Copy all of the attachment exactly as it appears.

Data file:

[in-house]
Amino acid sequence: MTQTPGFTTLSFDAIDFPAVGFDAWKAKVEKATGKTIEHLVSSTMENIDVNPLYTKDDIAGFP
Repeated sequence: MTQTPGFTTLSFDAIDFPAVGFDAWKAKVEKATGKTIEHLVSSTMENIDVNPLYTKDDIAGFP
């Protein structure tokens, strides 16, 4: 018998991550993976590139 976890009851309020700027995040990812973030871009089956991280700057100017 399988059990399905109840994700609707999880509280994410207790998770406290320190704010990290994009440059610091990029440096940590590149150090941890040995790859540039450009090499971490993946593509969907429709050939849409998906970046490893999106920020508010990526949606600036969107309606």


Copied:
[in-house]
Amino acid sequence: MTQTPGFTTLSFDAIDFPAVGFDAWKAKVEKATGKTIEHLVSSTMENIDVNPLYTKDDIAGFP
Repeated sequence: MTQTPGFTTLSFDAIDFPAVGFDAWKAKVEKATGKTIEHLVSSTMENIDVNPLYTKDDIAGFP
């Protein structure tokens, strides 16, 4: 018998991550993976590139 976890009851309020700027995040990812973030871009089956991280700057100017 399988059990399905109840994700609707999880509280994410207790998770406290320190704010990290994009440059610091990029440096940590590149150090941890040995790859540039450009090499971490993946593509969907429709050939849409998906970046490893999106920020508010990526949606600036969107309606």